If you are looking for career ideas, our job descriptions give you snapshot views of what you’d do in different roles and the skills and qualifications you need – or have a read of one of our career idea round-up features, such as creative careers , green careers , jobs with ethics or future jobs in demand .

But maybe you are passionate about the jobs you are applying for, but are in a rut, If so, shake up your routine to regain motivation – our advice on structuring your job hunt will help, as now-employed graduates share the routines that worked for them.

Short list and tailor applications

Are you simply applying to too many different types of jobs because you’re in a panic? If the result is rushed applications that do not show why you’d be good in the role and why you want to work for the employer, they are almost certainly doomed to fail.

Rather than applying for every vacancy in sight, focus on a select few jobs that you really want. This will give you the time to put together applications tailored to each role.

To decide which jobs to focus on, create a list of potential ‘target’ jobs (or employers), rank them according to what is most important to you (based on the self-reflection we went through above) and then shortlist between three and five that top the list. Once you’ve made the strongest possible applications to those few, you can move on to your next five.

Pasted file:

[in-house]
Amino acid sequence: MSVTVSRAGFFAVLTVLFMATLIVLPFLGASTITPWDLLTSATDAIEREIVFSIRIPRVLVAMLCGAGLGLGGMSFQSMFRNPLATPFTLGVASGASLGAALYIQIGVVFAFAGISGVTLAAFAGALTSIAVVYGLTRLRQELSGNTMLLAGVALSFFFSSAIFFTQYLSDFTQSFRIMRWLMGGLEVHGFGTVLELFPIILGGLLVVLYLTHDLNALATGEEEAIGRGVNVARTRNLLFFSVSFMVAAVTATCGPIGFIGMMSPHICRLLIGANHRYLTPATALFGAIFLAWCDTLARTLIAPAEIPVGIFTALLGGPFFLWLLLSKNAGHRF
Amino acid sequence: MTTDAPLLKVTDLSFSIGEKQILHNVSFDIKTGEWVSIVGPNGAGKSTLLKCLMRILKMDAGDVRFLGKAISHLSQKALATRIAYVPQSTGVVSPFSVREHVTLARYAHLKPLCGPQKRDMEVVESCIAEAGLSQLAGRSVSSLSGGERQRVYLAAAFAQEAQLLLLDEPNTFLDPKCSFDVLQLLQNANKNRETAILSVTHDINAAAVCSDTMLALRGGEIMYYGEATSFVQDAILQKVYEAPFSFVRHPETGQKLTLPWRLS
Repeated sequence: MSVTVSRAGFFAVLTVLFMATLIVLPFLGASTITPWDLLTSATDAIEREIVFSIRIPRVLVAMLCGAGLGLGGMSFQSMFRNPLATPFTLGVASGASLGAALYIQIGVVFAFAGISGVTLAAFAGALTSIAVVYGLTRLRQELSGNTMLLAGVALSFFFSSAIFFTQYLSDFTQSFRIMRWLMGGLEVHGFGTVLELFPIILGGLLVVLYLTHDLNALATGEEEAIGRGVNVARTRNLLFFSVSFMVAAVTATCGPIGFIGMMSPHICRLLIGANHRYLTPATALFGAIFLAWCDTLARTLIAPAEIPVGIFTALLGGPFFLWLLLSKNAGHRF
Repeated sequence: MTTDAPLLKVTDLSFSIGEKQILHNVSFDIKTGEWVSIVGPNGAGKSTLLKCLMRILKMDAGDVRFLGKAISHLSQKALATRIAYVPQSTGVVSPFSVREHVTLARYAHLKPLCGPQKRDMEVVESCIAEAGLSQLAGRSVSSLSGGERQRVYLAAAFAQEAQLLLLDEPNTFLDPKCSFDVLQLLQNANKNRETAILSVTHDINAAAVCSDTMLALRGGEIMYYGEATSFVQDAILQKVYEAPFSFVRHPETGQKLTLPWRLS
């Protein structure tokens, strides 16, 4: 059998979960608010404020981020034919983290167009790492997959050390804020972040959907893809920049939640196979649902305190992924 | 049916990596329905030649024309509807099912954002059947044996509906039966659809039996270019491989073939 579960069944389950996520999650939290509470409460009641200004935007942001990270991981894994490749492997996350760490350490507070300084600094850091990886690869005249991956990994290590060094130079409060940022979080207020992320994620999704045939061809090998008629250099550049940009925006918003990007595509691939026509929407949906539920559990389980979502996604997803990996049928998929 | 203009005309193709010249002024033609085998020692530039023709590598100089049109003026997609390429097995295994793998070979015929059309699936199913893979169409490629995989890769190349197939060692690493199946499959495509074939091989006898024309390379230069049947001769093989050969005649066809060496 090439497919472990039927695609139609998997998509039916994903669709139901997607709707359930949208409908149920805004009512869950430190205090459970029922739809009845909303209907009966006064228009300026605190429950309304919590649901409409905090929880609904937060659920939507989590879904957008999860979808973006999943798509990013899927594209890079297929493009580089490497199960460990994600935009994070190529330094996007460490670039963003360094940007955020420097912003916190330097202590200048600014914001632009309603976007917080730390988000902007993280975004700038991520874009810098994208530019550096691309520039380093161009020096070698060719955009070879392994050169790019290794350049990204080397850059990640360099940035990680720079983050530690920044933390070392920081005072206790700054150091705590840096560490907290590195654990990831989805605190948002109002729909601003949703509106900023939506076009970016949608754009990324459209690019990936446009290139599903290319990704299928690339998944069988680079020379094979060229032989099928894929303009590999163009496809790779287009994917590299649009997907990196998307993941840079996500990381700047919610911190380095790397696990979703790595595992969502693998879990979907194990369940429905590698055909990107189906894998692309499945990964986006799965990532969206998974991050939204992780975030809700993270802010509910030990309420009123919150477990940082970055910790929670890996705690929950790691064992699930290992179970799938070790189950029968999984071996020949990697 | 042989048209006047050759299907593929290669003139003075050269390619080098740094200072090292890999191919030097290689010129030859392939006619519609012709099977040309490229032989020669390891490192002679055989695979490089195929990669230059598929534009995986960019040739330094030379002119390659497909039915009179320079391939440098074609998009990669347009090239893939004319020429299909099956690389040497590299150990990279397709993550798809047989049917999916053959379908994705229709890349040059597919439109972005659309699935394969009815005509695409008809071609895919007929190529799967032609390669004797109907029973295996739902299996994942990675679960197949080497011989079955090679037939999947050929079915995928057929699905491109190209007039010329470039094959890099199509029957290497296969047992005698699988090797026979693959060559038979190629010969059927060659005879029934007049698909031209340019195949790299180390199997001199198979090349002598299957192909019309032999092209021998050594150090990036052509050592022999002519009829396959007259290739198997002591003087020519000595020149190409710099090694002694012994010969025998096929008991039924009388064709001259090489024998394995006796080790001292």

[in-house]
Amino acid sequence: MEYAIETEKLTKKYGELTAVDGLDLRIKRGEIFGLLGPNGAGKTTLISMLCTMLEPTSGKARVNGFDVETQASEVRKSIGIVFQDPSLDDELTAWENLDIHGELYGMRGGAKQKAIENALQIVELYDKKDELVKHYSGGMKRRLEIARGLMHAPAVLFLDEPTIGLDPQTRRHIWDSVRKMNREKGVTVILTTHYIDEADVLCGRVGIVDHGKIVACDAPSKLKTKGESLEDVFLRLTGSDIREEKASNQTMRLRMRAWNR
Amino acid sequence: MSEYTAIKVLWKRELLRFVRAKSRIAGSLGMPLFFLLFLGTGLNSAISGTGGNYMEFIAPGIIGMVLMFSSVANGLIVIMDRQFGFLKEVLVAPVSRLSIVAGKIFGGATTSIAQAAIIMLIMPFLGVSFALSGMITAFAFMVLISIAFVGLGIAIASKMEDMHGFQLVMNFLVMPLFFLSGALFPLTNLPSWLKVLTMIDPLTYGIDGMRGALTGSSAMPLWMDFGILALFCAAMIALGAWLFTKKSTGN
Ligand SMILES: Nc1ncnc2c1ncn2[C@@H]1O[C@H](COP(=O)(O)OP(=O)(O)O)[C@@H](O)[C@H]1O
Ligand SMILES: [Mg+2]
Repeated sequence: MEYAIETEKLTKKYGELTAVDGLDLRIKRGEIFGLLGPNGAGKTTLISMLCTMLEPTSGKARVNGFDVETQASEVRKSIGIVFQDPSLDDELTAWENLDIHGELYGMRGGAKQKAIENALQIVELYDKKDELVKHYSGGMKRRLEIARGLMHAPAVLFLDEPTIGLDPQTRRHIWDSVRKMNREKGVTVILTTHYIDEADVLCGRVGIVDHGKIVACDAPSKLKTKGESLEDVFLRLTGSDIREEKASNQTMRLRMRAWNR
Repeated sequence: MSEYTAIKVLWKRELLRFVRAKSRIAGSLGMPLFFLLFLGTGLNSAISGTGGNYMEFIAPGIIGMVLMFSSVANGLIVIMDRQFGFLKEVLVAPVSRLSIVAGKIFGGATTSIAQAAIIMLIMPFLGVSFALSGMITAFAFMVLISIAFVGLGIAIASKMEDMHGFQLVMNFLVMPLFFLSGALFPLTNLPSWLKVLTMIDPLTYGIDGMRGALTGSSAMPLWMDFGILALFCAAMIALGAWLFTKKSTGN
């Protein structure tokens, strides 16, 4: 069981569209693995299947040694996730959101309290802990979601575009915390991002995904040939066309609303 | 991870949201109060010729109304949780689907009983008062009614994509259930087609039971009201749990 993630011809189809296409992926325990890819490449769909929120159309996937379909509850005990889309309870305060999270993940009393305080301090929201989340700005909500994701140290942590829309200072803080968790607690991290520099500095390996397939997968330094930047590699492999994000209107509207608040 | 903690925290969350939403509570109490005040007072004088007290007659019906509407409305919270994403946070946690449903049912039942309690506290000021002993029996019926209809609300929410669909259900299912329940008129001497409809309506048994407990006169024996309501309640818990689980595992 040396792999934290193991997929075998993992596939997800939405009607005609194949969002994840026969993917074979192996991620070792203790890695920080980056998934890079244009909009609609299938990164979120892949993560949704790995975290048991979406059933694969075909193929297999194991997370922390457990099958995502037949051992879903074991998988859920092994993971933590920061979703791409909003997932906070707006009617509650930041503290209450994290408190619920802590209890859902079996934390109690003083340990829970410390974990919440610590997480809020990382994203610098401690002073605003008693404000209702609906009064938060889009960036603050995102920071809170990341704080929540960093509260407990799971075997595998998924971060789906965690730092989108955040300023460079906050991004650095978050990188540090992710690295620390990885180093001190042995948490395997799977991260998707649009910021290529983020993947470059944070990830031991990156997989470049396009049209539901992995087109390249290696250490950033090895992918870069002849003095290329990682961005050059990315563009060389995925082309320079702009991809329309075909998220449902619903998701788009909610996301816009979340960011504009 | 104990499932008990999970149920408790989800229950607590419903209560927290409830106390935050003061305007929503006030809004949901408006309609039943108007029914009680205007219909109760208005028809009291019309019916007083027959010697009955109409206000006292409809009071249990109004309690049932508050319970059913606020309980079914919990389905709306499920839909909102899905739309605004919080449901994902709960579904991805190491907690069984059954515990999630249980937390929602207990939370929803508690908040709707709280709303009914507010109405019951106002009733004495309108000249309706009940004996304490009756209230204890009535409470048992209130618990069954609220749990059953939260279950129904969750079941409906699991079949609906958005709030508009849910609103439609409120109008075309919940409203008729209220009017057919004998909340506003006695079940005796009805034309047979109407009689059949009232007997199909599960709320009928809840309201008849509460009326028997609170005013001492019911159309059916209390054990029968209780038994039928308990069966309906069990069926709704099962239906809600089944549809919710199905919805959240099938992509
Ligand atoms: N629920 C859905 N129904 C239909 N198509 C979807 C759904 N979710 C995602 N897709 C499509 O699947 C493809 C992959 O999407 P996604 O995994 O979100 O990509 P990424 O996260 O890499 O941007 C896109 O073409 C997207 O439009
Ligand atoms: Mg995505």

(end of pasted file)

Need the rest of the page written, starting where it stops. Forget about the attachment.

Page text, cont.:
And what is the strongest application, anyway? It is one that shows that you have the skills and attributes on the job description, one that show that you have researched the company, and one that connects what you have found out about the company to your personal motivations for applying.

Do you need more work experience?

Many graduates wonder if they have ‘enough’ work experience or the ‘best work experience’ to get a job in their chosen sector. And it’s a difficult question to answer because it depends on what else you have on your CV.

Fundamentally, employers look for evidence that you have the skills and behaviours to succeed in the role and that you have a genuine interest in working in the sector and for that employer.

As such, it is advantageous for you to have related work experience – it is an easy way for you to show that you are interested in the sector and that you have developed sector-specific skills. It can be a particular boost in competitive sectors, such as law and investment banking .

However, having relevant experience isn’t always essential if you have gained the skills employers seek in other ways (for example, through part-time jobs, extracurricular activities or personal projects) and you can demonstrate an interest in the sector (for example, by showing that you have followed industry news). Editors here at targetjobs have interviewed quite a few graduate employees who have told us that they ‘didn’t get an internship’ but were able to evidence their skills through writing about when they were on the committee of a student society or working in a café since starting university.